The housing crisis struck just as developer Jimmy Hudson put the finishing touches on his sparkling mixed-use development on Chattanooga's North Shore, The Terrace at Frazier.

But after a slow start in an anemic real estate market, Hudson has nearly sold out the first two floors of his four-story building.

"They kind of came in one after the other," he said of his tenants.

More than 22,000 of the building's 29,000 commercial square feet are now spoken for, as electricians, plumbers and framers hurry to prepare the once vacant space for occupants.

Tenants themselves say they were drawn to The Terrace's location, as well as the plentiful parking at the attached CARTA lot, which is almost always empty.

"I worked at River City Co. for a year doing retail recruitment, and the No. 1 thing you hear about is parking," said leasing agent Cullon Hooks.

A year ago, Regions Bank was the only tenant in Hudson's ambitious development. Today, new tenants like Cory Allison of WiggleWorm have built bright, airy stores with frontage on Frazier.

Allison said she opened her baby products store in the building because Frazier Avenue "is the place people go to get local flavor."

She also considered Warehouse Row, a struggling development on the Southside, but stuck with the North Shore.

"I know all the owners here, we really believe we're a cohesive group," she said.

Even though the avalanche of new commercial deals has filled much of the building, the residential space has been a harder sell, said Rebecca Potts, sales manager.

Only four of the structure's 16 residential spaces are filled in spite of features such as high ceilings, expansive views and large living areas. That's double the number of condos that were occupied in summer 2010, and all sales are good news in a tough market, Hudson said.

The problem then as now was that many of the more expensive condos were attracting interest, but potential buyers couldn't sell their existing houses to make the move downtown, Hudson said. Since then, he has quietly lowered prices on some of the more expensive units, bringing them below the $600,000 mark.

"All things considered, we feel very blessed," Potts said. "We've worked hard and it's been difficult, but in comparison to how it could be, we feel very blessed."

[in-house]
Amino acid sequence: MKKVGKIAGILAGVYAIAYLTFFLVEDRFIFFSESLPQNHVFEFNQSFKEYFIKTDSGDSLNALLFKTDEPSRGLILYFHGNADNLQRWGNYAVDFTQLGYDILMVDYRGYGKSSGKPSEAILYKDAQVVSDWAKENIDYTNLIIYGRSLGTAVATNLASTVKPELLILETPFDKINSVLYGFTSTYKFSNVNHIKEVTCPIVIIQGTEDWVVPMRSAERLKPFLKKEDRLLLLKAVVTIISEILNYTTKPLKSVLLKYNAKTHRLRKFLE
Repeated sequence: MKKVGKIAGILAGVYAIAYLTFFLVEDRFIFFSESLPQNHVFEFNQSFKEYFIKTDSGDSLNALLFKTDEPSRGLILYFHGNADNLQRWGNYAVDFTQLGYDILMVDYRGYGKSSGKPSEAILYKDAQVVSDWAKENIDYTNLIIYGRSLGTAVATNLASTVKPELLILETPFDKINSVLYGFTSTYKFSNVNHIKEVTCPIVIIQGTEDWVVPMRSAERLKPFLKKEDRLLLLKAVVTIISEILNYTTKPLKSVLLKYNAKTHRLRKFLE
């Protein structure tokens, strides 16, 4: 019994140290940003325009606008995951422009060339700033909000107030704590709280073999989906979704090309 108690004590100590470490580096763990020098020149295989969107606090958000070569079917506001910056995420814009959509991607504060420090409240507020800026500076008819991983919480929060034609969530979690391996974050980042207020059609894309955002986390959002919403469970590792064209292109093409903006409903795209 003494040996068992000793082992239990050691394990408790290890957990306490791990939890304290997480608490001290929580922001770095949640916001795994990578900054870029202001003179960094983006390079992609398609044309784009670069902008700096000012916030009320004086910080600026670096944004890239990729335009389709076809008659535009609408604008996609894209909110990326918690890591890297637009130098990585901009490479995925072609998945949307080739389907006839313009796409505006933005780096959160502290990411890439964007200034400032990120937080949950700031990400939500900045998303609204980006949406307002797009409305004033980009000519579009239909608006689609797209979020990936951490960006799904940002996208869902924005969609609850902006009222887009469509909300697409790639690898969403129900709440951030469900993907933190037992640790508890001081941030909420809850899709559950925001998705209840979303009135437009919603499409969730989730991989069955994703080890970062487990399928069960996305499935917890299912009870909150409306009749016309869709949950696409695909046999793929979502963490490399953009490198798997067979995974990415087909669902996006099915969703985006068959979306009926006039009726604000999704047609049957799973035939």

A mixed bag

By comparison, the 417 Building, which Cornerstone Community Bank took over when developer Whitehall Properties went bankrupt, is mostly occupied on the residential side, though property manager Braden Selby has yet to fill half of its commercial units.

The building has done well because of its postmodern interior design as opposed to the more traditional condos available in other buildings, Selby said. The 417 also has fewer units to fill - only 12, 11 of which are occupied.

"To be totally honest, they are killer interiors," Selby said.

As with other sellers, the bank dropped prices about 10 percent, which helped put the units within reach of buyers.

One North Shore has filled 92 of its less-expensive condos, with about 20 under rent. That leaves about 90, or just under 50 percent still unsold and vacant, according to agent Margaret Thompson.

Leasing the apartments helps to fill the rooms, but developers take longer to earn back their costs by not selling the units outright, Thompson said.

Butch Lunsford, a partner in the development group that built The Bridgeview on Northshore, has sold about a third of the units in his complex and leased the remaining two-thirds.

"The market's awfully soft," Lunsford said. "We didn't want to chase the market and start discounting prices, so we're basically doing more leases."

The 12 dwellings he's sold for about $7.4 million don't make up the $20 million investors spent on the project, but some money coming in is better than no money, he said.

"We're pleased, because we're in an awfully tough market on the high end," Lunsford said. "The stuff under $300,000 seems to be selling, but when you get over $300,000 to 400,000, the market stalls pretty fast."

And the less expensive the condos get, the faster they sell, if the Pinnacle Condominiums are any indication.

With expansive views of the city and mountains, one- and two-bedroom units sell for from $110,000 to $180,000, said sales manager Stephen Kipa.

"Most of the other condos at the edge of the river are super expensive," Kipa said.

He's sold 86 condos of the building's 137 total since Pinnacle opened in 2008.

"It's all about the price point," he said Tuesday. "We've already sold 15 this year."